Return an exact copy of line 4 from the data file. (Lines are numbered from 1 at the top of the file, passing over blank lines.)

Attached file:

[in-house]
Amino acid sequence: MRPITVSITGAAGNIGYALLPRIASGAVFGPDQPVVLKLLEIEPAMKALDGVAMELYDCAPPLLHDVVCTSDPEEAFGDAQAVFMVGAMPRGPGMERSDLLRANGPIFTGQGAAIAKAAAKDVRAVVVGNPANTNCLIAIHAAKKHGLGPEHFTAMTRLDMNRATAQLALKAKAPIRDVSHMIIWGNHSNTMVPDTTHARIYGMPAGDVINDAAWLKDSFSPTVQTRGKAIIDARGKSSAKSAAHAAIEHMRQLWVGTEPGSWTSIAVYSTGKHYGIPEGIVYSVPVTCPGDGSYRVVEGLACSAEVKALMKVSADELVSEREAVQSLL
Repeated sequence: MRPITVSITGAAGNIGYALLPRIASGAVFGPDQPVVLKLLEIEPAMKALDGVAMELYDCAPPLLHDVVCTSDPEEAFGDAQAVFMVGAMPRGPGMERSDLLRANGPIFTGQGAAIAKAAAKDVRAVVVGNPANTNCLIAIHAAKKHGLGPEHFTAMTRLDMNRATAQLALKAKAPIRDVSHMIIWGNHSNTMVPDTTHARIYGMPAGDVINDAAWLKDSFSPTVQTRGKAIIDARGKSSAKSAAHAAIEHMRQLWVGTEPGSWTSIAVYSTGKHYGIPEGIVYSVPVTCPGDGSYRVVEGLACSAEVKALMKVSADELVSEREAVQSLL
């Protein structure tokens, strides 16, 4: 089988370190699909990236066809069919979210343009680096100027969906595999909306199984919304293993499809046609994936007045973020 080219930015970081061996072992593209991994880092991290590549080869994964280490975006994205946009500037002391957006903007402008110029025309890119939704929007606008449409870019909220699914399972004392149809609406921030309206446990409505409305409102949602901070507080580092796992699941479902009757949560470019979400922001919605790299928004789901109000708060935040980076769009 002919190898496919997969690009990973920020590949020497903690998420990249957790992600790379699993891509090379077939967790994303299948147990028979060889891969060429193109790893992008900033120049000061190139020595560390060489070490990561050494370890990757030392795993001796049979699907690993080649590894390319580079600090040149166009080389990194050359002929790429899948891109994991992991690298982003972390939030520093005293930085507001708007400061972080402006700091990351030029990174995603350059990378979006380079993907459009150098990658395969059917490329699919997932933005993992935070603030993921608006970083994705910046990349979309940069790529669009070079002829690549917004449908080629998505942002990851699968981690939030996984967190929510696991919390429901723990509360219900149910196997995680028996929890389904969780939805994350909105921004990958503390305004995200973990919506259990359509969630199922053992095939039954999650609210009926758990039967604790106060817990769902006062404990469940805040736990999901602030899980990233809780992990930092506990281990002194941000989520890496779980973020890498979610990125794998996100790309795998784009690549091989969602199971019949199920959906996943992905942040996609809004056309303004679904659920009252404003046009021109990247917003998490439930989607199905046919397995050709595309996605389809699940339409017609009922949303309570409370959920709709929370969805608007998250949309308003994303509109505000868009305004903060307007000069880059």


């Protein structure tokens, strides 16, 4: 089988370190699909990236066809069919979210343009680096100027969906595999909306199984919304293993499809046609994936007045973020 080219930015970081061996072992593209991994880092991290590549080869994964280490975006994205946009500037002391957006903007402008110029025309890119939704929007606008449409870019909220699914399972004392149809609406921030309206446990409505409305409102949602901070507080580092796992699941479902009757949560470019979400922001919605790299928004789901109000708060935040980076769009 002919190898496919997969690009990973920020590949020497903690998420990249957790992600790379699993891509090379077939967790994303299948147990028979060889891969060429193109790893992008900033120049000061190139020595560390060489070490990561050494370890990757030392795993001796049979699907690993080649590894390319580079600090040149166009080389990194050359002929790429899948891109994991992991690298982003972390939030520093005293930085507001708007400061972080402006700091990351030029990174995603350059990378979006380079993907459009150098990658395969059917490329699919997932933005993992935070603030993921608006970083994705910046990349979309940069790529669009070079002829690549917004449908080629998505942002990851699968981690939030996984967190929510696991919390429901723990509360219900149910196997995680028996929890389904969780939805994350909105921004990958503390305004995200973990919506259990359509969630199922053992095939039954999650609210009926758990039967604790106060817990769902006062404990469940805040736990999901602030899980990233809780992990930092506990281990002194941000989520890496779980973020890498979610990125794998996100790309795998784009690549091989969602199971019949199920959906996943992905942040996609809004056309303004679904659920009252404003046009021109990247917003998490439930989607199905046919397995050709595309996605389809699940339409017609009922949303309570409370959920709709929370969805608007998250949309308003994303509109505000868009305004903060307007000069880059």